Before and after the presentations, there was a good opportunity for participants to exchange ideas and opinions on the largest and most expensive World's Fair over some cool refreshments provided by the Centre.

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Heritage and tourism workshops

As part of her ongoing work in Asia, Associate Professor Robyn Bushell has been involved in a number of events.

ASEAN Plus Three Regional Workshop on Healthy Travel and Tourism

10-12 August 2009, Phuket, Thailand

This workshop was held as part of the research for the project ASEAN Plus Three Initiative on Healthy Tourism – funded by AusAID and undertaken for the ASEAN Secretariat. At the workshop the findings were presented, and a strategic plan on healthy Tourism was formulated with input from all the delegates. The workshop was attended by representatives of both the Ministries of Health and Ministries of Tourism from each of the ASEAN member nations and a number of Asian based NGOs and AusAID.

Integrating Heritage Interpretation and Tourism Workshop

19 June 2009, Centre for Cultural Research

This workshop, run for the ICOMOS International Cultural Tourism Committee (ICTC), examined the relationship between heritage interpretation and tourism, and was part of a lead-up to the preparation by ICOMOS ICTC of a  handbook/learning package for World Bank, the UN World Tourism Organization (UNWTO), and the UNESCO World Heritage Centre.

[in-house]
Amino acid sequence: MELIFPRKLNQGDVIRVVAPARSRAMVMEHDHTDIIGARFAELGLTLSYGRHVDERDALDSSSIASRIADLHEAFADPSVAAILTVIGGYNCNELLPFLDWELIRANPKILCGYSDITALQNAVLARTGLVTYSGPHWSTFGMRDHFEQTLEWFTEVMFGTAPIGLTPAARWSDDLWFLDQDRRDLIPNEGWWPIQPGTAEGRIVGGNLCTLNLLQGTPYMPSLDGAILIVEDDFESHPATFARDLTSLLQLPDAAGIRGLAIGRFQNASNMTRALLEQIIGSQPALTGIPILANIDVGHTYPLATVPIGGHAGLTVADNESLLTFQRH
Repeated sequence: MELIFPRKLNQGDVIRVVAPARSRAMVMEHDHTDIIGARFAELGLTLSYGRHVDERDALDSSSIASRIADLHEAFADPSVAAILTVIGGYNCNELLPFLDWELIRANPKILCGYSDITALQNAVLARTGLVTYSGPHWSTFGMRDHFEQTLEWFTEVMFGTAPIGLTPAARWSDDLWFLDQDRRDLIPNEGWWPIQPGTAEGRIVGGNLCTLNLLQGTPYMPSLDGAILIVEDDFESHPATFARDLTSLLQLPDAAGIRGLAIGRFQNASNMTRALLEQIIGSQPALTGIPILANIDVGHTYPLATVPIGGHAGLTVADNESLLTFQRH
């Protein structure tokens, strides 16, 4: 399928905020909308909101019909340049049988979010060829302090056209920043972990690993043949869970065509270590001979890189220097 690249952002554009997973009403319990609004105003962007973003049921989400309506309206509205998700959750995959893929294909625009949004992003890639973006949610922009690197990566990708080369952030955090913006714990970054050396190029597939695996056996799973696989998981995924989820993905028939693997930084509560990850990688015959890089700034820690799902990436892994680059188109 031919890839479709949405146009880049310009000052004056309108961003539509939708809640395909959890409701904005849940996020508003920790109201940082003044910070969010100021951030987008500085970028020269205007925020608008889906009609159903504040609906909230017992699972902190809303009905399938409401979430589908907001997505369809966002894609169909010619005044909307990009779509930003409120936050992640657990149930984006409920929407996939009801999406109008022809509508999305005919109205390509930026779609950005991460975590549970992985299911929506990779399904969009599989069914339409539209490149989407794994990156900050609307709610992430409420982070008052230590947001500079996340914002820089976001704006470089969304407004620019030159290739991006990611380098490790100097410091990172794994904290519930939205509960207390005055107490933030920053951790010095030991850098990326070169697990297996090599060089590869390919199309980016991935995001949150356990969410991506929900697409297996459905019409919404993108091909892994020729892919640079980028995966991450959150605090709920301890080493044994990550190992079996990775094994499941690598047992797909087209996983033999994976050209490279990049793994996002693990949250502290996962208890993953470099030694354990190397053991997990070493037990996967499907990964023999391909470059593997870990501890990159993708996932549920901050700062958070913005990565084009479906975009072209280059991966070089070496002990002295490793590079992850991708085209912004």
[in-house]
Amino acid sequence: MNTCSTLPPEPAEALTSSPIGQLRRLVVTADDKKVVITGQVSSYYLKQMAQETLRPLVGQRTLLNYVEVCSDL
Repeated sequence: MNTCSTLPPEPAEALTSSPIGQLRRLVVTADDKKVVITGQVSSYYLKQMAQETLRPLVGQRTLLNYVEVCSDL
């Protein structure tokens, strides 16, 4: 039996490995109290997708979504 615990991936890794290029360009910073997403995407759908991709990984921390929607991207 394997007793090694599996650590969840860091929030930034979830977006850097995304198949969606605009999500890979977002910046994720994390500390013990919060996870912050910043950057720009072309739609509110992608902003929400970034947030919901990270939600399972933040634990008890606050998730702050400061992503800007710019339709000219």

The workshop brought together researchers from the Centre for Cultural Research, heritage and museum professions and government agencies, in particular the NSW Heritage Office. While not focused on Asia specifically, such publications are very important resources to the region as heritage tourism, particularly World Heritage Sites, form the basis of a very lucrative component of the tourism industry in many Asian destinations.

World Heritage Tourism Initiative meeting hosted by the Centre for Cultural Research on behalf of the Australian delegate to the UNESCO World Heritage Committee

March 2009, Centre for Cultural Research

Dr Greg Terrill, International Heritage and Economics, Department of the Environment, Water, Heritage and the Art served as the Australian Delegate to the UNESCO World Heritage Committee. During his term, the UNESCO – WH Committee, together with the WHC Advisory Bodies (IUCN, ICOMOS & ICCROM) undertook a review of the  Convention and the Operational Guidelines for the Convention.

As a component of this review they examined the increasing dilemma surrounding the threats of tourism at World Heritage Sites.